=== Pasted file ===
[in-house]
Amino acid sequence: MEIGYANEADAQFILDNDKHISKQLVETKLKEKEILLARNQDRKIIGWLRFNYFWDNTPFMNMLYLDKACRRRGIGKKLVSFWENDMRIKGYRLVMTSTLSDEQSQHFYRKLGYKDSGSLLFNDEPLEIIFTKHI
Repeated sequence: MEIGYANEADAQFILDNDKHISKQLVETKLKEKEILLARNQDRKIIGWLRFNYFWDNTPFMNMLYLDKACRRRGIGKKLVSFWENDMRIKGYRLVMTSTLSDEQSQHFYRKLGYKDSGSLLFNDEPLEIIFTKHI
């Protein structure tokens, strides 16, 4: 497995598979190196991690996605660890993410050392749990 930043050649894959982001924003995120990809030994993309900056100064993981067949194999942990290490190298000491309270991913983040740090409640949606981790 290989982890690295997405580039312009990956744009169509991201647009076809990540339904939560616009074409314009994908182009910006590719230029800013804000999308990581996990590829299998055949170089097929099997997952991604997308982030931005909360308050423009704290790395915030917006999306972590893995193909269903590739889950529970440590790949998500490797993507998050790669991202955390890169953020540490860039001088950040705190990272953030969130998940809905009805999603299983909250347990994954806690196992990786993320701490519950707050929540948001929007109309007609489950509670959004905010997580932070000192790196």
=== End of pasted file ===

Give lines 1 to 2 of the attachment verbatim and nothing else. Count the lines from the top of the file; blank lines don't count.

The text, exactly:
[in-house]
Amino acid sequence: MEIGYANEADAQFILDNDKHISKQLVETKLKEKEILLARNQDRKIIGWLRFNYFWDNTPFMNMLYLDKACRRRGIGKKLVSFWENDMRIKGYRLVMTSTLSDEQSQHFYRKLGYKDSGSLLFNDEPLEIIFTKHI